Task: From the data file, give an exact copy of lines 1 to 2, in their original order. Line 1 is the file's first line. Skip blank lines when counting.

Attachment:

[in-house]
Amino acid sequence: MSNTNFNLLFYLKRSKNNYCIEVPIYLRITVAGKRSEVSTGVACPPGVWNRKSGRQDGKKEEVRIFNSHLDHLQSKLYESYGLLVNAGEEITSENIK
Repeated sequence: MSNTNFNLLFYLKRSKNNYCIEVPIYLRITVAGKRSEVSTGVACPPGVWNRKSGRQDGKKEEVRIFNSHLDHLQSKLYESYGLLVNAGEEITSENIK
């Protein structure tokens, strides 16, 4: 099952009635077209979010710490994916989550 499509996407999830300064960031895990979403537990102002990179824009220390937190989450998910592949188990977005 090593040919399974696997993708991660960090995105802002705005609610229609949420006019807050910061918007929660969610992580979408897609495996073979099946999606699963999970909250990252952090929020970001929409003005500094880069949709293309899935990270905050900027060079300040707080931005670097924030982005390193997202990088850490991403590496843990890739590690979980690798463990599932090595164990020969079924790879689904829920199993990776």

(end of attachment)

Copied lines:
[in-house]
Amino acid sequence: MSNTNFNLLFYLKRSKNNYCIEVPIYLRITVAGKRSEVSTGVACPPGVWNRKSGRQDGKKEEVRIFNSHLDHLQSKLYESYGLLVNAGEEITSENIK